The rate of inflation has risen from around 7% when President Lungu’s was elected to 21.1%. A rate we have not seen in Zambia for more than 10 years. This, in simple terms, means the fritters you used to buy for 50 ngwee are now being sold for K1.50. The unacceptable price rises under the PF are hurting the majority of our people and are the result of a lack of vision and bad leadership coming from State House. Mealie meal was 35 kwacha, now people are buying mealie meal for 100 kwacha a bag.
The negative impacts of this inflation range from increasing malnutrition, escalating inequality, and diminishing local business competitiveness.
There is a reason the UPND puts the economy and economic turnaround at the centre of our plans for the country. This is because a healthy, growing economy is the only sustainable source of wealth, jobs and funding for social services across the country.
So how would the UPND fix inflation? How can we bring down the cost of living in Zambia? Our response to such a challenge starts with a defined vision that will quickly be followed up with a number of targeted interventions.
We would first inform our solution by taking a closer look at the driving factors. In this case food price increases are a big part of the picture and here there is a lot of scope for making changes that will feed through into lower inflation and reduced prices.
One of our first interventions would be targeted at increasing productivity, so that each farmer is able to produce more output at a lower unit cost. Interventions would include enhanced input distribution, reintroduction of farming training centres and the provision of extension services for both livestock and crops. It is scientifically proven that some varieties of maize can produce 10 tons per hectare (200 bags of 50kg maize) against the national average of 2.3 tons (46 bags) a hectare for the same amount of inputs. The other important aspect is eliminating wastage. Under the PF prices have often needlessly risen when ton upon ton of maize has gone to waste. In fact, under the PF in 2012/2013 alone the amount of FRA maize spoilage was estimated to be 32%, which equates to some US$450million.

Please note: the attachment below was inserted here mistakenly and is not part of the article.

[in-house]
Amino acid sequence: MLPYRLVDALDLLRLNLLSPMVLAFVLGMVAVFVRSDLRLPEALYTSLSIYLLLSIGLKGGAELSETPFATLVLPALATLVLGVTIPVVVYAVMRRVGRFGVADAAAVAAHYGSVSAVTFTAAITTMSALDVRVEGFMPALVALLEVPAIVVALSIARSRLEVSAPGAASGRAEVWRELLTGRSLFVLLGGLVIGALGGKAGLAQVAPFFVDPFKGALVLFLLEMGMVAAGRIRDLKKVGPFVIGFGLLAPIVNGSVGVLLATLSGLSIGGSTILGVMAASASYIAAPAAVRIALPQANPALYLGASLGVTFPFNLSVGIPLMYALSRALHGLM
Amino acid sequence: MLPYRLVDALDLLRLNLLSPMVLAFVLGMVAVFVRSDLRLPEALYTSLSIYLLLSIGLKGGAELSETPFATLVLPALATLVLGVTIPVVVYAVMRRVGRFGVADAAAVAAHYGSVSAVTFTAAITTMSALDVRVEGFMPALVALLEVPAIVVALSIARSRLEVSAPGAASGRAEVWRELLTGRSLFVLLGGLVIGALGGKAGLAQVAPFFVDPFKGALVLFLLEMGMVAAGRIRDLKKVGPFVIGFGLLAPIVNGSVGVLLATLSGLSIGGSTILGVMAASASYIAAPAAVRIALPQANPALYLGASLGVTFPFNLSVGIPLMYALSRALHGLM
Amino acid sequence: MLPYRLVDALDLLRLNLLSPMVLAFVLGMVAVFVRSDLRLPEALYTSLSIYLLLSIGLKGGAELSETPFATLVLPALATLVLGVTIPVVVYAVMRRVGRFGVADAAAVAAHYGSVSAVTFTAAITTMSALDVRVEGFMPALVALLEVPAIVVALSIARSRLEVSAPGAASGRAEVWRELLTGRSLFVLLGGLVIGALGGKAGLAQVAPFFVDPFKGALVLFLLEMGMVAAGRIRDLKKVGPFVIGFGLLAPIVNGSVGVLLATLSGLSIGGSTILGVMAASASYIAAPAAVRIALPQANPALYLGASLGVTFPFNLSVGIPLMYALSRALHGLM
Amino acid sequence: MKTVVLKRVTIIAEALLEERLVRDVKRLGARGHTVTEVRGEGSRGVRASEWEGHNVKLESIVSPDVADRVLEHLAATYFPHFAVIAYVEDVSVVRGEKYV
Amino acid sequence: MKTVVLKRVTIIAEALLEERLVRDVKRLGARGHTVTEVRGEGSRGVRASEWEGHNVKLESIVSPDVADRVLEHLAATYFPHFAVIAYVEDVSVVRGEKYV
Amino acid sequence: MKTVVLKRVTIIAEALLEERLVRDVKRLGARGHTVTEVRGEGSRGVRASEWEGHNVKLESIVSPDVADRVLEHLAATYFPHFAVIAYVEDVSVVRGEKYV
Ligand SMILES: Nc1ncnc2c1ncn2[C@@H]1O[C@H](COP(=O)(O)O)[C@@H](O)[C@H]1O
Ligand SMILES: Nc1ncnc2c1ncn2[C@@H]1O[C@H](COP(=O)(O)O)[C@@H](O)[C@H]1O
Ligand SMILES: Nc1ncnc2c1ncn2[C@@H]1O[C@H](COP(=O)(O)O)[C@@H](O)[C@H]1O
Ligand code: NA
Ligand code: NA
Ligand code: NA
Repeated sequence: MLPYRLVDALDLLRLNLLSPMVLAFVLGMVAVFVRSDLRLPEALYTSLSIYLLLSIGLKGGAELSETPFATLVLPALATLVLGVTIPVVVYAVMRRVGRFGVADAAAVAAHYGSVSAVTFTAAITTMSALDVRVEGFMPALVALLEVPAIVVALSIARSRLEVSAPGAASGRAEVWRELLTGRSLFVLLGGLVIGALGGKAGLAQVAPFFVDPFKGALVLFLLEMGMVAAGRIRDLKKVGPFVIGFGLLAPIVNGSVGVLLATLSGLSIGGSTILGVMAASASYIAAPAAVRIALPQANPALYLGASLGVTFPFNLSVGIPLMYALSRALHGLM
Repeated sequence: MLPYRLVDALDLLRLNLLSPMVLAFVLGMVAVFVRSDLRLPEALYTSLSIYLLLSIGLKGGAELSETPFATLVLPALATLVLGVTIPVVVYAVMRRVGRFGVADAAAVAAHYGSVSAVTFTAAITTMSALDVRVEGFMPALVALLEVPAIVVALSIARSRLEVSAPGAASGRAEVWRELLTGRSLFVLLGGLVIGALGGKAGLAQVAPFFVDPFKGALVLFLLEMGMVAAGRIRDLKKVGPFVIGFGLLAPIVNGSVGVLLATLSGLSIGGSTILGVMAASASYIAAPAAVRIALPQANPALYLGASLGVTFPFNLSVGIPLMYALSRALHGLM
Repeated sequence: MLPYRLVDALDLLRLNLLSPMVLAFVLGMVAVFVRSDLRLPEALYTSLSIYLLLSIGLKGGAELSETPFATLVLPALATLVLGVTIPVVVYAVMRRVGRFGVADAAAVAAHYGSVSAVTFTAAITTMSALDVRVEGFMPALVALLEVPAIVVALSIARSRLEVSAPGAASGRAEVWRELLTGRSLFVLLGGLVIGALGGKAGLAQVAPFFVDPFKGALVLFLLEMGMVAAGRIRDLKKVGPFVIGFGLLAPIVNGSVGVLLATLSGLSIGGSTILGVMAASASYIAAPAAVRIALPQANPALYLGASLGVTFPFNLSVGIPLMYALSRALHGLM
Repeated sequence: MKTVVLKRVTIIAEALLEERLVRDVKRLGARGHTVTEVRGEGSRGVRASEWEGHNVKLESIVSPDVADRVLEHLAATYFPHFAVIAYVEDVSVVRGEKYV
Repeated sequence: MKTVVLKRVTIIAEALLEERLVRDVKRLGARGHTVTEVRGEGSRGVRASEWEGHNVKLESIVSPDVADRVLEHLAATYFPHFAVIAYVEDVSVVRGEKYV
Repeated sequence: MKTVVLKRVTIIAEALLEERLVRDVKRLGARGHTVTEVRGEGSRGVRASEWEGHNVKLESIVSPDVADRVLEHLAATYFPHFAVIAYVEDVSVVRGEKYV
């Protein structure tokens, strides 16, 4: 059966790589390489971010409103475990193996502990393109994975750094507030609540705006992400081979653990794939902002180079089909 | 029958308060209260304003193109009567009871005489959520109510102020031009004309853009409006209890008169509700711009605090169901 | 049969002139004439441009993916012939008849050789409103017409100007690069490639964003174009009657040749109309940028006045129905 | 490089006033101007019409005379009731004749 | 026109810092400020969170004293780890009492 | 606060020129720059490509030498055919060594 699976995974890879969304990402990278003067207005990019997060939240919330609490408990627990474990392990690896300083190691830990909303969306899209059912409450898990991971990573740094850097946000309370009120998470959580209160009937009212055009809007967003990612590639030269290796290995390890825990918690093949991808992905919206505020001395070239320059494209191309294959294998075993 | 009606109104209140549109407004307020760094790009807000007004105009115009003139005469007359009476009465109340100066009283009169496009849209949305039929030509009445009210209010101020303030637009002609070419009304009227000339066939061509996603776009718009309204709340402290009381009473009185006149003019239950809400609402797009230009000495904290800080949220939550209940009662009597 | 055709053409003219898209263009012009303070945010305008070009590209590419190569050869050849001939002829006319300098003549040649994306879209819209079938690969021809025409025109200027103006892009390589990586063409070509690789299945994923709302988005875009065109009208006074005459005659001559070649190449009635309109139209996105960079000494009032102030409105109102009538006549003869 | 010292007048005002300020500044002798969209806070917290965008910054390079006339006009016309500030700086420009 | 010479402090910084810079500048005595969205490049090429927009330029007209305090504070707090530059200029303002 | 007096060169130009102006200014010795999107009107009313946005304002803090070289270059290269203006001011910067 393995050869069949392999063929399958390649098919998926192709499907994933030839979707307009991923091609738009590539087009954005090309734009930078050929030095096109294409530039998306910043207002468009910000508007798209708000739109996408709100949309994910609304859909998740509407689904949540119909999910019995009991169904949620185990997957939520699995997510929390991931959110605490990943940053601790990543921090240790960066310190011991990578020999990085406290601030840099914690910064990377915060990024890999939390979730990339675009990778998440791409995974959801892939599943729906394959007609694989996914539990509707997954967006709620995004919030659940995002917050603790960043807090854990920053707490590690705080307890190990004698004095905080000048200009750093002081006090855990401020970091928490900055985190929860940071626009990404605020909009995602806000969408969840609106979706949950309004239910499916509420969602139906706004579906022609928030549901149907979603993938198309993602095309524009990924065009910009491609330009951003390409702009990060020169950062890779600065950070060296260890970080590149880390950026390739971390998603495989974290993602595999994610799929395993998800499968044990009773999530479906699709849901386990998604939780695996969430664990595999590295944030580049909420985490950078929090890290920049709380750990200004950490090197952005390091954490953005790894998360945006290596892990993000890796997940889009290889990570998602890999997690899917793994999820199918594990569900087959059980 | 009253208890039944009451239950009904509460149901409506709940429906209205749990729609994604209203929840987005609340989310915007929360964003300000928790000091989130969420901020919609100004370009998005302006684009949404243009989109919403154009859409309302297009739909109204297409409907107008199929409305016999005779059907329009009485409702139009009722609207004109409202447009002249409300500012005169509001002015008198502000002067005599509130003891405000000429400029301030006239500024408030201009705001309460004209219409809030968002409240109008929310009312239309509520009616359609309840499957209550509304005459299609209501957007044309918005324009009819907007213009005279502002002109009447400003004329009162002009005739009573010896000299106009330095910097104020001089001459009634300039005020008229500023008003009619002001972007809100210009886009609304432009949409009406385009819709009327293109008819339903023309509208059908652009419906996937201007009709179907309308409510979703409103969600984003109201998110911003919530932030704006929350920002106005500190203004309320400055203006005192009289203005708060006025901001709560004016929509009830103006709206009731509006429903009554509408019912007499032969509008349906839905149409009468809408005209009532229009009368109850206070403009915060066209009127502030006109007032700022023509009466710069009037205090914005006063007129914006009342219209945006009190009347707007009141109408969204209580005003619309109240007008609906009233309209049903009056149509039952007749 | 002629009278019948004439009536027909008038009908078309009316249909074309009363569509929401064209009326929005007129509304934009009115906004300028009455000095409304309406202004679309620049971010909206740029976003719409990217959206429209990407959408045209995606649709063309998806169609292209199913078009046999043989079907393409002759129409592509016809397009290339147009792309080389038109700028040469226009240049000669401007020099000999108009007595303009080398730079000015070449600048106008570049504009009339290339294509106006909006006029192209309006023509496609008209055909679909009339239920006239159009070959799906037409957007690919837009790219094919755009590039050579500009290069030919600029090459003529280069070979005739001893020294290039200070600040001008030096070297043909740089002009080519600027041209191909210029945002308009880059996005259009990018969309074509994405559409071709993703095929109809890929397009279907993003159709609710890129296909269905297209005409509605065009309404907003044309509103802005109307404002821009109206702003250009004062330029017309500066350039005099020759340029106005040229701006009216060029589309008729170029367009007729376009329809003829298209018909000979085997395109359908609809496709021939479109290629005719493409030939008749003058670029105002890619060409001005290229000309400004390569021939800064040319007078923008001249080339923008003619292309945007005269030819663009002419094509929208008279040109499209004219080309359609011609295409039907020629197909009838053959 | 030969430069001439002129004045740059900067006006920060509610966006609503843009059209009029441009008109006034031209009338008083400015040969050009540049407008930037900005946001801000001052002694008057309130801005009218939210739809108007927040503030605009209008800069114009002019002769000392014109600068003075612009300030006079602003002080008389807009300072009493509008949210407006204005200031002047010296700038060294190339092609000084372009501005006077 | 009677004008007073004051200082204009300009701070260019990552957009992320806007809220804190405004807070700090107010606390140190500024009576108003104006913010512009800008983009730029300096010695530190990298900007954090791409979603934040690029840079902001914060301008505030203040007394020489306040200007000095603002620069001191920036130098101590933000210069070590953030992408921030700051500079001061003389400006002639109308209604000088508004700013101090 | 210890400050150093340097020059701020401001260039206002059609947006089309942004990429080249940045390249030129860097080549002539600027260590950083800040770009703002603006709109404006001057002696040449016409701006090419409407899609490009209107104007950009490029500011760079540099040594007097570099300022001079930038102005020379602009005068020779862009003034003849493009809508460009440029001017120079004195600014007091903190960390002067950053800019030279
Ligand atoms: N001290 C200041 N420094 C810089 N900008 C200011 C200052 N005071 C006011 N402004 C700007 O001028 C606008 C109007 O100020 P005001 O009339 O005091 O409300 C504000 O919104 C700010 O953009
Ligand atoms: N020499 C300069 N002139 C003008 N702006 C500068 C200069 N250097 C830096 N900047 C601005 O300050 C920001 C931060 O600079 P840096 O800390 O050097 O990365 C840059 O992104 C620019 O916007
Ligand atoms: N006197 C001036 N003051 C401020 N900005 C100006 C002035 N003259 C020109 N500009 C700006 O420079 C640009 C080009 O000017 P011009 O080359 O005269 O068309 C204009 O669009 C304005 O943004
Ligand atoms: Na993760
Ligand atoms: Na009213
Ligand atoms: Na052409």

We would also prioritise the promotion of value-addition industries. Not only would this contribute to growth, raise revenues and create jobs, but producing goods locally such as canned fish and cereals would reduce our reliance on imports and reduce inflationary pressures. Actually Zambia would be an exporter of finished and not raw products. This will create jobs and more revenue for Government through VAT and Pay As You Earn (PAYE) due to increased employment and better salaries and conditions of service.
These are just two examples of interventions that would bring multiple benefits, including a downward pressure on prices. For success there must be vision followed by action, but for now we continue to see little evidence of either.